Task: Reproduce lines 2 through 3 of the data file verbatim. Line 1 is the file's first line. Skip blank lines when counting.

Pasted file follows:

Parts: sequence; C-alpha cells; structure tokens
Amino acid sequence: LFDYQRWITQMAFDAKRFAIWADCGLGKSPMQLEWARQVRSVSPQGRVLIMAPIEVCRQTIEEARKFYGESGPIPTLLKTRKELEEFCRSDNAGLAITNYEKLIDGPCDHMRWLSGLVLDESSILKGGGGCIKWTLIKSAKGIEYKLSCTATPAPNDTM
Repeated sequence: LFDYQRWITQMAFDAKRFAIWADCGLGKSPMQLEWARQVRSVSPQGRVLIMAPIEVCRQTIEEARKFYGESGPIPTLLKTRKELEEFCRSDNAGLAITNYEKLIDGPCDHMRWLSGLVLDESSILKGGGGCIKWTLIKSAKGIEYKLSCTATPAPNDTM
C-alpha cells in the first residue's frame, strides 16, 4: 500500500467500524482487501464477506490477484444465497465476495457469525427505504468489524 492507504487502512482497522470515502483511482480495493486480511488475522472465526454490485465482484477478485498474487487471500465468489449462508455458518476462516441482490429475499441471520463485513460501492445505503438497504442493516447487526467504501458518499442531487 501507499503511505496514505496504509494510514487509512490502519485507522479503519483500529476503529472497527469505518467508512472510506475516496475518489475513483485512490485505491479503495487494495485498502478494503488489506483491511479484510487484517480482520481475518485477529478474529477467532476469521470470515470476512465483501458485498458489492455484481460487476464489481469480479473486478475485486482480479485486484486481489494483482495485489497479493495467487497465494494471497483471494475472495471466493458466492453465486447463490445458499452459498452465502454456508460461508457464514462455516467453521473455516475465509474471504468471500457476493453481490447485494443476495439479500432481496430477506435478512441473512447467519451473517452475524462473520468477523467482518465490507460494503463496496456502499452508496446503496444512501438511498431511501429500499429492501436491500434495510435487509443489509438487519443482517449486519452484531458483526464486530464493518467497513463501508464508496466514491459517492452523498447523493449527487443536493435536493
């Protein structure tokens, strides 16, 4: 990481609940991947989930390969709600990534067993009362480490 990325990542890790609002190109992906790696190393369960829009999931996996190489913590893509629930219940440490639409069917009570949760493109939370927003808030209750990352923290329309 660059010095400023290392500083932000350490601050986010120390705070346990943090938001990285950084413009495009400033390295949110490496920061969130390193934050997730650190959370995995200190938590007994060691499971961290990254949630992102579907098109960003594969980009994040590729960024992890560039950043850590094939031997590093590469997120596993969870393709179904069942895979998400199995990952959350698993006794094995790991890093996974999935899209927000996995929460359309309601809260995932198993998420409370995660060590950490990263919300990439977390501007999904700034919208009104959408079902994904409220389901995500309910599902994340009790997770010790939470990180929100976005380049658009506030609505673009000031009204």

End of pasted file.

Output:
Amino acid sequence: LFDYQRWITQMAFDAKRFAIWADCGLGKSPMQLEWARQVRSVSPQGRVLIMAPIEVCRQTIEEARKFYGESGPIPTLLKTRKELEEFCRSDNAGLAITNYEKLIDGPCDHMRWLSGLVLDESSILKGGGGCIKWTLIKSAKGIEYKLSCTATPAPNDTM
Repeated sequence: LFDYQRWITQMAFDAKRFAIWADCGLGKSPMQLEWARQVRSVSPQGRVLIMAPIEVCRQTIEEARKFYGESGPIPTLLKTRKELEEFCRSDNAGLAITNYEKLIDGPCDHMRWLSGLVLDESSILKGGGGCIKWTLIKSAKGIEYKLSCTATPAPNDTM